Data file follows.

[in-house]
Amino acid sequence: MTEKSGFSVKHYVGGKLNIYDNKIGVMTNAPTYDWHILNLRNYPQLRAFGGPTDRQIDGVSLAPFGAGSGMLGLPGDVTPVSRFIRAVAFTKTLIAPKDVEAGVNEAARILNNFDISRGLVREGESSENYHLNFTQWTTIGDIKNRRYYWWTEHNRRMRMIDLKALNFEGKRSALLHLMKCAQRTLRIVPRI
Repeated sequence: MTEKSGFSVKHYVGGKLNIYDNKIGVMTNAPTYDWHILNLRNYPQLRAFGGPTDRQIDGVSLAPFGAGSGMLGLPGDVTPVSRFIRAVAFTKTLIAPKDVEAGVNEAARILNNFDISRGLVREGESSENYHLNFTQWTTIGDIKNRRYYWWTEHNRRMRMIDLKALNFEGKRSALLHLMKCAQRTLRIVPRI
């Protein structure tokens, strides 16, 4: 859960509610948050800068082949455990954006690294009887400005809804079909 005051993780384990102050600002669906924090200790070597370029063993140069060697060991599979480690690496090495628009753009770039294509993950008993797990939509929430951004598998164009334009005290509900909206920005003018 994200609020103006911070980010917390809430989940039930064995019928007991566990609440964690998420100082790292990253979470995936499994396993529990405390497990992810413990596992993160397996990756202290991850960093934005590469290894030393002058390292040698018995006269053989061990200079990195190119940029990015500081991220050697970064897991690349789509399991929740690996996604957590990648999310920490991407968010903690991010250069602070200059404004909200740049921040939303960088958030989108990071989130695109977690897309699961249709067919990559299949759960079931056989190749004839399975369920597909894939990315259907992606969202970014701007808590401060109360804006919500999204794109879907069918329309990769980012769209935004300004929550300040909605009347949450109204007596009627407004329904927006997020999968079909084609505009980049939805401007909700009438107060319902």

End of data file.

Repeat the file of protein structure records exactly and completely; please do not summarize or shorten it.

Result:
[in-house]
Amino acid sequence: MTEKSGFSVKHYVGGKLNIYDNKIGVMTNAPTYDWHILNLRNYPQLRAFGGPTDRQIDGVSLAPFGAGSGMLGLPGDVTPVSRFIRAVAFTKTLIAPKDVEAGVNEAARILNNFDISRGLVREGESSENYHLNFTQWTTIGDIKNRRYYWWTEHNRRMRMIDLKALNFEGKRSALLHLMKCAQRTLRIVPRI
Repeated sequence: MTEKSGFSVKHYVGGKLNIYDNKIGVMTNAPTYDWHILNLRNYPQLRAFGGPTDRQIDGVSLAPFGAGSGMLGLPGDVTPVSRFIRAVAFTKTLIAPKDVEAGVNEAARILNNFDISRGLVREGESSENYHLNFTQWTTIGDIKNRRYYWWTEHNRRMRMIDLKALNFEGKRSALLHLMKCAQRTLRIVPRI
């Protein structure tokens, strides 16, 4: 859960509610948050800068082949455990954006690294009887400005809804079909 005051993780384990102050600002669906924090200790070597370029063993140069060697060991599979480690690496090495628009753009770039294509993950008993797990939509929430951004598998164009334009005290509900909206920005003018 994200609020103006911070980010917390809430989940039930064995019928007991566990609440964690998420100082790292990253979470995936499994396993529990405390497990992810413990596992993160397996990756202290991850960093934005590469290894030393002058390292040698018995006269053989061990200079990195190119940029990015500081991220050697970064897991690349789509399991929740690996996604957590990648999310920490991407968010903690991010250069602070200059404004909200740049921040939303960088958030989108990071989130695109977690897309699961249709067919990559299949759960079931056989190749004839399975369920597909894939990315259907992606969202970014701007808590401060109360804006919500999204794109879907069918329309990769980012769209935004300004929550300040909605009347949450109204007596009627407004329904927006997020999968079909084609505009980049939805401007909700009438107060319902």